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Haunted houses can be a big problem in real estate

 

Haunting, ghost sightings and any other unexplained events which could impact the value of the property must be disclosed. These Phenomena events create a stigmatized property. Laws in California mandate disclosers.

That means even if a person does not believe in ghosts, but the property has a reputation for being haunted by ghosts, it still must be disclosed. This could have a significate impact on price and the ability to sell the property.

Haunted houses can have a bearing on a person’s peace of mind. This can have legal and other implications if not done correctly. Avoid the legal entanglements and disclose if a property has a reputation of being haunted even if you believe it is all hog wash.

Properties can be stigmatized in other ways besides haunting.  There are four types of stigmatized property.

1.  Public stigma. This happens when the stigma is known to the general public and any reasonable person can be expected to know of it. An example would be famous homes from television and films.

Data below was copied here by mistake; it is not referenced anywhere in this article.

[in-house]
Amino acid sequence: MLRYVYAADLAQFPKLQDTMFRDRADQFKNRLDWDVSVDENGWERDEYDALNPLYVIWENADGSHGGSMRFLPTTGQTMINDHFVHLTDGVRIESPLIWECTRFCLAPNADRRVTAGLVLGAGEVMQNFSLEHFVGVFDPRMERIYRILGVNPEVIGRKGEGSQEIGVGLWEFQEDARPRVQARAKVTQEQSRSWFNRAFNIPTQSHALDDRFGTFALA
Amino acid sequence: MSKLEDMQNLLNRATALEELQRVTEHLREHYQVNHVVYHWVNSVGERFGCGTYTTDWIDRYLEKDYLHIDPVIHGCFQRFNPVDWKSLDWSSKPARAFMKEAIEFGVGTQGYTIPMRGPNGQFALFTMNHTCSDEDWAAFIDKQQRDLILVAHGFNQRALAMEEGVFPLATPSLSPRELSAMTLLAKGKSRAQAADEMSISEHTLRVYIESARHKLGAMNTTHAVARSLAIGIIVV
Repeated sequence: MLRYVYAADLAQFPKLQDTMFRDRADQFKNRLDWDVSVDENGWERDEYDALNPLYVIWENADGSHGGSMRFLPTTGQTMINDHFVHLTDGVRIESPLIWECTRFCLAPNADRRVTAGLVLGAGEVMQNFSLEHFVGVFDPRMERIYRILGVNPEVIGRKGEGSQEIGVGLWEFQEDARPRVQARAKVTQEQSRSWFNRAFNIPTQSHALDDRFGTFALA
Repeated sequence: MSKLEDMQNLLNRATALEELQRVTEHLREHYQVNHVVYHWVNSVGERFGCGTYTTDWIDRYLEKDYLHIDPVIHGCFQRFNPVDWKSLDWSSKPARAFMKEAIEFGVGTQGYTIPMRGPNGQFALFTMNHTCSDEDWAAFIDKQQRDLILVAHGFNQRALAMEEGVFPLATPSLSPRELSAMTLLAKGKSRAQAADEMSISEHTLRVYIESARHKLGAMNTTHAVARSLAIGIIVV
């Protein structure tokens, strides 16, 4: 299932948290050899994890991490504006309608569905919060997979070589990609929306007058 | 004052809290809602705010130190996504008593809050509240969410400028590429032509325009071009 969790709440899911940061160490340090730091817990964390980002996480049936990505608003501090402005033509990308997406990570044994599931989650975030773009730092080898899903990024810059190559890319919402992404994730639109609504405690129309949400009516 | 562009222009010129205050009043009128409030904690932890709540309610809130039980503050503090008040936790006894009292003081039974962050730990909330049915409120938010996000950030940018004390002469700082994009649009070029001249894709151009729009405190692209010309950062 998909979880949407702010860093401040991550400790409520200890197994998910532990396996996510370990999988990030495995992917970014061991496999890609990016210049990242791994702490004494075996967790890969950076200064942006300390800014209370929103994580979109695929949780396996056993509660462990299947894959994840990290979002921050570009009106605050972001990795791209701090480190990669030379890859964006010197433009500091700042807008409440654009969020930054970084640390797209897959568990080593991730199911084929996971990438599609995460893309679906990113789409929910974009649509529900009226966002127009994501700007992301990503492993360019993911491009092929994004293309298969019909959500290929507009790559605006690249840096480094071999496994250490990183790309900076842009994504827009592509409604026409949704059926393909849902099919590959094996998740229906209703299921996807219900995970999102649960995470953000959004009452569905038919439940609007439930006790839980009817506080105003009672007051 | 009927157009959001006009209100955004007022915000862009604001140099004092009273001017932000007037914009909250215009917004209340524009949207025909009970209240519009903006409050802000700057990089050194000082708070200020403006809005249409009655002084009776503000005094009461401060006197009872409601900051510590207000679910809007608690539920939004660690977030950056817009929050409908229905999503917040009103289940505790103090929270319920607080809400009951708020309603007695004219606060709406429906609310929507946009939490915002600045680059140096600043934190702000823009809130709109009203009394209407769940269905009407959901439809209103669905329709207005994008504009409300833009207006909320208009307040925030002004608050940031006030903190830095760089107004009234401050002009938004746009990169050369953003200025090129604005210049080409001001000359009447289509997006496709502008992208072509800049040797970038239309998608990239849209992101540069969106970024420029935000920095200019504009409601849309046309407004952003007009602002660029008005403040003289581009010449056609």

2. Stigmatized group is criminal activity.  A property is stigmatized if it has been used by a drug dealer, for prostitution or other criminal actions.

3.  Murder/suicide stigma. California state law requires that any death be disclosed if it occurred within the previous three years.

4. Phenomena stigma. Phenomena stigma occurs if a home is known for being haunted or ghosts, or any other paranormal activity.

Read more at Housing Sacramento Magazine: http://housingsacramento.com/magazine/stigmatized-property-blessings

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